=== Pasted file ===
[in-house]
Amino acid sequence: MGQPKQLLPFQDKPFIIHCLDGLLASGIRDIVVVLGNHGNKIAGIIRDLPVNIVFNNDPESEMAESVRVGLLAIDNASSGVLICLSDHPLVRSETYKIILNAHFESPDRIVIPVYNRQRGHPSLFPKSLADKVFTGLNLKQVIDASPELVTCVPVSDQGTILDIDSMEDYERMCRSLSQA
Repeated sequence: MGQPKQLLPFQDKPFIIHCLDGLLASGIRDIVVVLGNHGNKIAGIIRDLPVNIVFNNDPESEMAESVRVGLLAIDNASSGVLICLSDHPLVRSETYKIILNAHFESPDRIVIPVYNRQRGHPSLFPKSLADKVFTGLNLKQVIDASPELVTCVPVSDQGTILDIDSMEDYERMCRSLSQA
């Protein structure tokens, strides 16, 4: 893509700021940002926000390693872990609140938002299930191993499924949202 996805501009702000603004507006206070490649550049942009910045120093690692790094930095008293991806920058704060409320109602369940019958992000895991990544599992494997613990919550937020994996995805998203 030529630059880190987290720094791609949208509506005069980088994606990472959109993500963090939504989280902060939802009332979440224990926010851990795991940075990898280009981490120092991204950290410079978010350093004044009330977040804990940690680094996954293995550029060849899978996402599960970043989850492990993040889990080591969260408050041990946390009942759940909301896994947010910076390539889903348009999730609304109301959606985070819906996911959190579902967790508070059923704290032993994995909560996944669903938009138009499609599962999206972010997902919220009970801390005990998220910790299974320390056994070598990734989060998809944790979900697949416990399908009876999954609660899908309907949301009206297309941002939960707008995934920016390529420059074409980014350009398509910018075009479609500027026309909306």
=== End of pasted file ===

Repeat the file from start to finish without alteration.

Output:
[in-house]
Amino acid sequence: MGQPKQLLPFQDKPFIIHCLDGLLASGIRDIVVVLGNHGNKIAGIIRDLPVNIVFNNDPESEMAESVRVGLLAIDNASSGVLICLSDHPLVRSETYKIILNAHFESPDRIVIPVYNRQRGHPSLFPKSLADKVFTGLNLKQVIDASPELVTCVPVSDQGTILDIDSMEDYERMCRSLSQA
Repeated sequence: MGQPKQLLPFQDKPFIIHCLDGLLASGIRDIVVVLGNHGNKIAGIIRDLPVNIVFNNDPESEMAESVRVGLLAIDNASSGVLICLSDHPLVRSETYKIILNAHFESPDRIVIPVYNRQRGHPSLFPKSLADKVFTGLNLKQVIDASPELVTCVPVSDQGTILDIDSMEDYERMCRSLSQA
């Protein structure tokens, strides 16, 4: 893509700021940002926000390693872990609140938002299930191993499924949202 996805501009702000603004507006206070490649550049942009910045120093690692790094930095008293991806920058704060409320109602369940019958992000895991990544599992494997613990919550937020994996995805998203 030529630059880190987290720094791609949208509506005069980088994606990472959109993500963090939504989280902060939802009332979440224990926010851990795991940075990898280009981490120092991204950290410079978010350093004044009330977040804990940690680094996954293995550029060849899978996402599960970043989850492990993040889990080591969260408050041990946390009942759940909301896994947010910076390539889903348009999730609304109301959606985070819906996911959190579902967790508070059923704290032993994995909560996944669903938009138009499609599962999206972010997902919220009970801390005990998220910790299974320390056994070598990734989060998809944790979900697949416990399908009876999954609660899908309907949301009206297309941002939960707008995934920016390529420059074409980014350009398509910018075009479609500027026309909306």